While doing my undergraduate degree, I had to visit the Central Bank of Jordan to gather some papers for a report I was doing. I loved that place, and so, on the spot, I decided I wanted to work there after graduating. This meant that I had to get excellent grades and gain the required knowledge to pass the interviews, and I did. I worked at the Central Bank and found that a graduate degree would increase my opportunities in making my dream of becoming a minister come true. So, I got my master’s and PhD. After that, I moved to the Ministry of Planning and International Cooperation as a director of research and studies. There I had to work sometimes seven days a week and very long hours. To succeed, you also must sacrifice. I got promoted to undersecretary, then to minister. I have served in three ministerial positions since 2005, however, not one of which was labor.
Q: Who is the person that has most shaped your life?
My mother, of course! My father passed away when I was less than two years old. She had to work hard and sacrifice to raise a family of six. I learned from her that things don’t come easy, and life should be challenged! Further, I was the only male in the family and in my culture this meant that I was the center of attention and the hope of the family. Part of my success is thanks to my mom, and I wish to express my deep gratitude to her. Your hard work was fruitful and paid off.
I also must give credit to Stephen Covey’s book The 7 Habits of Highly Effective People, as well as some books about time management that were given to me when I joined ASUSU.
By Jenna Jardine
People do not usually expect Astou NDiaye, a 6-foot, 3-inch former professional basketball player from Senegal in Africa to start speaking Italian.
After playing professional basketball all over the world for seven and a half years in the Women’s National Basketball Association (WNBA), Ms. NDiaye came to Logan to be an assistant coach for the USU women’s basketball team.
She worked in that capacity from 2008 to 2010, and she is now finishing her education as a graduate student at the Jon M. Huntsman School of Business. She expects to complete her Master of Science in Human Resources degree this spring.
“Being at the Huntsman School of Business at USU gave me the chance to meet some very smart and interesting people,” Ms. NDiaye said. “I have been able to acquire some great knowledge going through the curriculum in the management department with professors who have been great and inspiring.”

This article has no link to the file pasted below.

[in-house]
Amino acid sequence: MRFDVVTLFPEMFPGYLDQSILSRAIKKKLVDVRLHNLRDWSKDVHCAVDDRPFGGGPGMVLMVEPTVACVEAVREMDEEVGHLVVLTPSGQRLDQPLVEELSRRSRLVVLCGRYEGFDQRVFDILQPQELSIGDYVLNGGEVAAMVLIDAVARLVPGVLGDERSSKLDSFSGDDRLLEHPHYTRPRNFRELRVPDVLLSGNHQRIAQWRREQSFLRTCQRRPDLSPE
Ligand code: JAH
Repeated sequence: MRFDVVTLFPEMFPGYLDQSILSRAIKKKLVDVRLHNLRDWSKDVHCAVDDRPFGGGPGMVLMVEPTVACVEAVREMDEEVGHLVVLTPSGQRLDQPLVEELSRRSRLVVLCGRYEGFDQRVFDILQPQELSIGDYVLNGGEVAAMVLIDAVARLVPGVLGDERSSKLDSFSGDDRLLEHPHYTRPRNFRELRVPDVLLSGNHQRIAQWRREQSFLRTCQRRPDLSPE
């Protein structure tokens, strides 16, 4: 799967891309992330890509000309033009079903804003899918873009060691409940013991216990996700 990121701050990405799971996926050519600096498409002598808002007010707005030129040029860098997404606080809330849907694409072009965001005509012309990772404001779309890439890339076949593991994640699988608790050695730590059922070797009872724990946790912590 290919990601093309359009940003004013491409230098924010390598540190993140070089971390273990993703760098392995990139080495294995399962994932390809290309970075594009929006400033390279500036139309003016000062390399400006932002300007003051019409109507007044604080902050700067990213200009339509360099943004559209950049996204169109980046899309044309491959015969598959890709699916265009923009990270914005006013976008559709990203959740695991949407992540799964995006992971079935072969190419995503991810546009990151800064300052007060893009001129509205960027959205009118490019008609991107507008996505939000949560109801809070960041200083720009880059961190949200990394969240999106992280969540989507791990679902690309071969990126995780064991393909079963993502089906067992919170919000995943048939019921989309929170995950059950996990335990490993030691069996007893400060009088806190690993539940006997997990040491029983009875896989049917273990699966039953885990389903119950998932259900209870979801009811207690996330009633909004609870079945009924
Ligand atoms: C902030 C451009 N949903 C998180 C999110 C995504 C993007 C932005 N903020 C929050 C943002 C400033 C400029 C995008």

Ms. NDiaye received a bachelor’s degree in Business from Southern Nazarene University in Bethany, Okla. where she graduated, cum laude in 1997. Her international education, however, was just beginning.
Ms. NDiaye played for a team in Italy for two years. Now, finding herself in Logan, she said she is experiencing a different kind of culture shock.
“To be effective in a new culture requires a lot of patience and a lot of learning and adopting some of other people’s ways,” she said. “It’s not easy when you have to learn a new language just to communicate daily, as was the case in Europe.”
It is important to take every opportunity to broaden that vision, even if it can be a little difficult at times, according to Ms. NDiaye.
“Just be open-minded,” Ms. NDiaye said. “Don’t be afraid to go outside of your own sphere of comfort. Be willing to integrate yourself into other peoples’ way of doing things. Have a genuine focus of immersing yourself in other’s cultures. Ms. NDiaye and her husband, Ousmane Diatta, are parents to their seven-year-old triplets, Boubacar, Bineta and Ndiasse.
Ms. NDiaye ranks third all-time on the career scoring list, after scoring 2,126 points for Southern Nazarene University. She was named Women’s Basketball Coaches Association NAIA All-American her senior year and was a two-time NAIA First-team All-American.